You can easily see why I CARE A LOT has been a divisive film. One ever-reliable truism to fall back on when talking about what makes a compelling film is that a protagonist doesn’t have to be likeable but they do have to be interesting. Marla Grayson (Rosamund Pike) is awful, but she is fascinating. She has an evil-genius hustle of taking advantage of rich elderly people without relatives, until she makes the costly mistake of targeting Mrs Peterson (Dianne Wiest) and in doing so attracts the attention of a Russian mobster (Peter Dinklage). The film moves at a pace, is crisply directed and J Blakeson’s screenplay provides plenty of acerbic exchanges that make the most of Pike’s strengths, particularly in a delicious battle of wits and veiled threats between Marla and Chris Messina’s mob lawyer. When the plot goes for broke any kind of dark social commentary is lost in the chaos, but Pike still sells the whole thing admirably. SSP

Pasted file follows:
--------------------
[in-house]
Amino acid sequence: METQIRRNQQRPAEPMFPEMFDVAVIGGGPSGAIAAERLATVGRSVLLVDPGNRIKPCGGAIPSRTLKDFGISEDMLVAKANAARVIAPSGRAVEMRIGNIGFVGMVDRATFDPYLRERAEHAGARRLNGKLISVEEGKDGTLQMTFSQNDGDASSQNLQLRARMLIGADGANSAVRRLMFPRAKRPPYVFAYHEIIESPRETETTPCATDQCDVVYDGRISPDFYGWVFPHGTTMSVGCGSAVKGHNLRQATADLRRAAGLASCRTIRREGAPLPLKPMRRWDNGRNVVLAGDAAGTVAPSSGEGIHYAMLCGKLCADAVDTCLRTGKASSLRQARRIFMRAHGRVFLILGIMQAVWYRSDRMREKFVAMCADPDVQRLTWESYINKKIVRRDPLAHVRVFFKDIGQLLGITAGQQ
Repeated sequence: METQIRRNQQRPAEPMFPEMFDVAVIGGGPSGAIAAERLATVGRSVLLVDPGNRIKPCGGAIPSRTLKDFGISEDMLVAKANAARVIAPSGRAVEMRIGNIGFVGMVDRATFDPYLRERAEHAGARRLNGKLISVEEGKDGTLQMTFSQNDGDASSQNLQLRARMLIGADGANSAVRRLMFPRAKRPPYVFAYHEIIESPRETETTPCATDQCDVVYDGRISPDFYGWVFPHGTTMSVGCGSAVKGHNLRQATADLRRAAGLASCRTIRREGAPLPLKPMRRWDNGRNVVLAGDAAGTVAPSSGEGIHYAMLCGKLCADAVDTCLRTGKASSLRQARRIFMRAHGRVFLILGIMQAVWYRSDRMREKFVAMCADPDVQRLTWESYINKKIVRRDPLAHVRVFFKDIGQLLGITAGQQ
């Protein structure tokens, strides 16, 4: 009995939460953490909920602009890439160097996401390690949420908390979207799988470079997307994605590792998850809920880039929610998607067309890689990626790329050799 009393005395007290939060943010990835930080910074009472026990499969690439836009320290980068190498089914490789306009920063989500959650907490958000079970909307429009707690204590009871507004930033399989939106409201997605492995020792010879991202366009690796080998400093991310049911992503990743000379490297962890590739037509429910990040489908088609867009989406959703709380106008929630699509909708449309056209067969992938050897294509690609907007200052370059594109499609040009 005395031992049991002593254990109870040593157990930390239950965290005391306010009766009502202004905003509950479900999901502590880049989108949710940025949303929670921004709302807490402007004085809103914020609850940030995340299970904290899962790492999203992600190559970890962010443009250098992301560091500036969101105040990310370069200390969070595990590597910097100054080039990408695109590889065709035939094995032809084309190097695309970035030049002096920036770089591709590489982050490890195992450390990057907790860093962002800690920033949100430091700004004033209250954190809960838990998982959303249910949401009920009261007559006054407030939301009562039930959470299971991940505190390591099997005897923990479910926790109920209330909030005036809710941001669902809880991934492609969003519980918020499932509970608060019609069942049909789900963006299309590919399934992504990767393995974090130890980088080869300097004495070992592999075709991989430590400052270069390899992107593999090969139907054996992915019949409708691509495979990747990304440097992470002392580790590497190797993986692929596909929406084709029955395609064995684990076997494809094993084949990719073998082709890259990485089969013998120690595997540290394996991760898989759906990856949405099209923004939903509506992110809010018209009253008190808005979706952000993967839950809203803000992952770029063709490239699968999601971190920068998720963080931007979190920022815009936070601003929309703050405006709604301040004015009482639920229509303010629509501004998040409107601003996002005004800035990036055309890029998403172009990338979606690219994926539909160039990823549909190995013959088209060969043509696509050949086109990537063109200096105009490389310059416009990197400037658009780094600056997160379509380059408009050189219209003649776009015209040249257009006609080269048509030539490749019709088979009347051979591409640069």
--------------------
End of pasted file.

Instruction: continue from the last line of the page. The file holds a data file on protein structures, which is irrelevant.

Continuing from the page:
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Writer and film fanatic fond of black comedies, sci-fi, animation and films about dysfunctional families.
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